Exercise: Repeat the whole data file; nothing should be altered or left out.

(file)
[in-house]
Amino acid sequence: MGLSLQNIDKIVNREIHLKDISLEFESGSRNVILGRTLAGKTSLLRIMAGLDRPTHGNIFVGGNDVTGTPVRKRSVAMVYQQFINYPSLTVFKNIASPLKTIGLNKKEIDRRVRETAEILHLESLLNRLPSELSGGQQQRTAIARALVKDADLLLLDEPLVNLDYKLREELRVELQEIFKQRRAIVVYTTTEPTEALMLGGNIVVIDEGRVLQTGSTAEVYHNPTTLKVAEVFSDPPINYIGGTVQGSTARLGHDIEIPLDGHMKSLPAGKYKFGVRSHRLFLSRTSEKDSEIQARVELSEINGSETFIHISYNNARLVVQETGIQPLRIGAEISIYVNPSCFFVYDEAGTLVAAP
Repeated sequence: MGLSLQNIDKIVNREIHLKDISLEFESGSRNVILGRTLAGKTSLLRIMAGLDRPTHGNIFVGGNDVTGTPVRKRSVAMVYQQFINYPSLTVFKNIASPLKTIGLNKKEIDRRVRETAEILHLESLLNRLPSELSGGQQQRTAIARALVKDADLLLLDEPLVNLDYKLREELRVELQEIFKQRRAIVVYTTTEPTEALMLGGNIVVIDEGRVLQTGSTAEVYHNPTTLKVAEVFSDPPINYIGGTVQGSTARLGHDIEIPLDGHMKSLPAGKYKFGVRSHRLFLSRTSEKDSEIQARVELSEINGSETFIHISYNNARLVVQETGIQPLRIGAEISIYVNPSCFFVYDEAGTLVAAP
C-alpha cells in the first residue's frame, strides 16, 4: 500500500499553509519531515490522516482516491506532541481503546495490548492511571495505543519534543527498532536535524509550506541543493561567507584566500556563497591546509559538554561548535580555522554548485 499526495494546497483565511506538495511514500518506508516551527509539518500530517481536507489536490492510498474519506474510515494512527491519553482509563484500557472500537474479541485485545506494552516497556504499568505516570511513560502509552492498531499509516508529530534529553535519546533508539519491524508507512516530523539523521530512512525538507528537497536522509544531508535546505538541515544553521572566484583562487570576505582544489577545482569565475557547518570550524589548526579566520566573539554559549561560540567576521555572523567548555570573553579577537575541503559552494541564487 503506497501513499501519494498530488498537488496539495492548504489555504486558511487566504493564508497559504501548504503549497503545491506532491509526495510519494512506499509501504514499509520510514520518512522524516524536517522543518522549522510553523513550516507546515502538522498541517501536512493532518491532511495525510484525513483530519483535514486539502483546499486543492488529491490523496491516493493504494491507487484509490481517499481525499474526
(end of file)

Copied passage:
[in-house]
Amino acid sequence: MGLSLQNIDKIVNREIHLKDISLEFESGSRNVILGRTLAGKTSLLRIMAGLDRPTHGNIFVGGNDVTGTPVRKRSVAMVYQQFINYPSLTVFKNIASPLKTIGLNKKEIDRRVRETAEILHLESLLNRLPSELSGGQQQRTAIARALVKDADLLLLDEPLVNLDYKLREELRVELQEIFKQRRAIVVYTTTEPTEALMLGGNIVVIDEGRVLQTGSTAEVYHNPTTLKVAEVFSDPPINYIGGTVQGSTARLGHDIEIPLDGHMKSLPAGKYKFGVRSHRLFLSRTSEKDSEIQARVELSEINGSETFIHISYNNARLVVQETGIQPLRIGAEISIYVNPSCFFVYDEAGTLVAAP
Repeated sequence: MGLSLQNIDKIVNREIHLKDISLEFESGSRNVILGRTLAGKTSLLRIMAGLDRPTHGNIFVGGNDVTGTPVRKRSVAMVYQQFINYPSLTVFKNIASPLKTIGLNKKEIDRRVRETAEILHLESLLNRLPSELSGGQQQRTAIARALVKDADLLLLDEPLVNLDYKLREELRVELQEIFKQRRAIVVYTTTEPTEALMLGGNIVVIDEGRVLQTGSTAEVYHNPTTLKVAEVFSDPPINYIGGTVQGSTARLGHDIEIPLDGHMKSLPAGKYKFGVRSHRLFLSRTSEKDSEIQARVELSEINGSETFIHISYNNARLVVQETGIQPLRIGAEISIYVNPSCFFVYDEAGTLVAAP
C-alpha cells in the first residue's frame, strides 16, 4: 500500500499553509519531515490522516482516491506532541481503546495490548492511571495505543519534543527498532536535524509550506541543493561567507584566500556563497591546509559538554561548535580555522554548485 499526495494546497483565511506538495511514500518506508516551527509539518500530517481536507489536490492510498474519506474510515494512527491519553482509563484500557472500537474479541485485545506494552516497556504499568505516570511513560502509552492498531499509516508529530534529553535519546533508539519491524508507512516530523539523521530512512525538507528537497536522509544531508535546505538541515544553521572566484583562487570576505582544489577545482569565475557547518570550524589548526579566520566573539554559549561560540567576521555572523567548555570573553579577537575541503559552494541564487 503506497501513499501519494498530488498537488496539495492548504489555504486558511487566504493564508497559504501548504503549497503545491506532491509526495510519494512506499509501504514499509520510514520518512522524516524536517522543518522549522510553523513550516507546515502538522498541517501536512493532518491532511495525510484525513483530519483535514486539502483546499486543492488529491490523496491516493493504494491507487484509490481517499481525499474526